Weird: The Al Yankovic Story – Film Review

No other musical artist has changed the game of the industry quite like Weird Al Yankovic. Known for his ridiculous parodies of popular songs, Weird Al has been around since the 70s and is showing no sign of slowing down. Musical biopics have been in demand as of late, with successes like Bohemian Rhapsody and Rocketman. Now it’s Weird Al’s turn to get the biopic treatment. Yet Weird: The Al Yankovic Story is more in line with Walk Hard: The Dewey Cox Story than it is with all the rest of the music biopics. It seeks to make fun of all the inaccuracies and hard-partying lifestyles prevalent in those films by being an inaccurate exaggeration of a real musician in only the way Weird Al Yankovic himself could tell it. The story of Weird is not new, as it started off as a Funny or Die sketch starring Aaron Paul as Weird Al, only a decade ago. Now comes a perfect time for Weird to be an actual movie, but with Daniel Radcliffe as Weird Al.

At first glance, it would be easy to assume that Weird is a real account of Yankovic’s life since his story has not been told, as far as I am concerned. How did this guy come to be? What inspired him to take popular songs and change the lyrics if not for fun? The world could keep on guessing, but Weird will not answer your questions. Instead, get ready for nearly 2 hours of comedic genius as one gag goes on to the next, eventually reaching a level of unbelievable insanity. If parody is dead, then Weird somehow revived it.

Weird loosely explores nearly every facet of Weird Al’s life from his rocky relationship with his polka-hating parents (Toby Huss and Julianne Nicholson) to his career making song parodies with his bandmates (Spencer Treat Clark, Jack Lancaster, and Tommy O’Brien), his collaboration with childhood idol and radio host, Dr. Demento (Rainn Wilson), and relationship with Madonna (Evan Rachel Wood). How much of it is true is few and far between, yet then again, inaccuracies and exaggerations are what Weird thrive on. We all know that Walk Hard is a parody, because the character of Dewey Cox is made up; a caricature of Johnny Cash if ever there was one. With Weird, Weird Al is a real musician, making the joke of his exploits that much funnier, especially knowing that Yankovic co-wrote the script (even going so far as to make an appearance as the head of a record label). I pity those who know nothing about Weird Al Yankovic expecting it to be a straight biopic until it is too little too late. But if that were the case, it would add an extra bit of irony; something I am sure that Yankovic himself would find just as hilarious.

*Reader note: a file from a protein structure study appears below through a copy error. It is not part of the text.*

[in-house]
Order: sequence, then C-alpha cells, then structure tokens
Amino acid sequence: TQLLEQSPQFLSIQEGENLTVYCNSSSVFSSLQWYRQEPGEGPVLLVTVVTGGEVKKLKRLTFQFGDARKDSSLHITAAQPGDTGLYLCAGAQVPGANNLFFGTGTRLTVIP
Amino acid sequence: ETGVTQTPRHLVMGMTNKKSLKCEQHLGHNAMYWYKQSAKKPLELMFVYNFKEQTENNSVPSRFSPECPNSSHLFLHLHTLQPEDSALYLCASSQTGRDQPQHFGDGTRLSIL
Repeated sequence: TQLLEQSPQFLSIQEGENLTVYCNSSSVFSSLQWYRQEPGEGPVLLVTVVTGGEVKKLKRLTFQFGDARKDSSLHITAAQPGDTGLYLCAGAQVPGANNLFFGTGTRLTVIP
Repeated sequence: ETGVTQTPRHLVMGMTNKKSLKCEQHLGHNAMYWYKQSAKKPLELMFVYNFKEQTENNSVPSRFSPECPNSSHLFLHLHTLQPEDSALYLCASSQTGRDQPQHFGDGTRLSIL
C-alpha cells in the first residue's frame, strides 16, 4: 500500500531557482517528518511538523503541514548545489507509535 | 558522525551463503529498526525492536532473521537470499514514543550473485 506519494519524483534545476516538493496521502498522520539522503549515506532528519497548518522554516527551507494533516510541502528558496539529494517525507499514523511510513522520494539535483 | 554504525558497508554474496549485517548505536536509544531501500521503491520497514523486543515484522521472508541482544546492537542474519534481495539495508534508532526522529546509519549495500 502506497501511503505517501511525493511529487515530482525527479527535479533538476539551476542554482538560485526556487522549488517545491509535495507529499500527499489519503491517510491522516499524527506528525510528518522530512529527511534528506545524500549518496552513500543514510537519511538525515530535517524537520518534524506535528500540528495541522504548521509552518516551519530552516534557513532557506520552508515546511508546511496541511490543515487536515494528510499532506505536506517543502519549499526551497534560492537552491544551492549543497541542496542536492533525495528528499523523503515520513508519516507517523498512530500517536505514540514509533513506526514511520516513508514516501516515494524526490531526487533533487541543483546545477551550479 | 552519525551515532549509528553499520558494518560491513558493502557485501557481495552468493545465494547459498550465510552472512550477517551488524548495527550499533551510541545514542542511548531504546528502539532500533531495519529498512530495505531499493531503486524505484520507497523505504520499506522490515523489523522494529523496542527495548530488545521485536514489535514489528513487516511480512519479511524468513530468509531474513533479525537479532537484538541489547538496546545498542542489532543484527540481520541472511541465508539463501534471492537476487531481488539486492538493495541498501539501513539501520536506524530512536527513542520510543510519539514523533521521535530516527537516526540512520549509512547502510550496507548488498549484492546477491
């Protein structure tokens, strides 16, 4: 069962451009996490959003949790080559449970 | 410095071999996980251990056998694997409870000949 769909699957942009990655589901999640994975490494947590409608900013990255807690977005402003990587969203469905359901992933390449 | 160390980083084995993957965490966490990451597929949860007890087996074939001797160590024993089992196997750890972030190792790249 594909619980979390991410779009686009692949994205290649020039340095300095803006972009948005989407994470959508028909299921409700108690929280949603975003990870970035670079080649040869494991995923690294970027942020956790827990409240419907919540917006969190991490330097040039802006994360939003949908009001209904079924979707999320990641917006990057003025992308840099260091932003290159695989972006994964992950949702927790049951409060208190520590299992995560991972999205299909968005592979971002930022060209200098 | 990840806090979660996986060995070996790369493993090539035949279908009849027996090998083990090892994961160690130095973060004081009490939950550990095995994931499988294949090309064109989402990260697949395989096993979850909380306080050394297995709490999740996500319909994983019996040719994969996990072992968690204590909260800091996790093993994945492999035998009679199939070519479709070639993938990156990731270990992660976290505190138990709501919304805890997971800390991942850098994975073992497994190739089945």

I had a real good time with Weird, especially being a fan of the musician. It is a beacon of comedy brilliance that 2022 needed, which you could stream for free on The Roku Channel. Though your viewing experience may vary depending on whether your internet can handle it.


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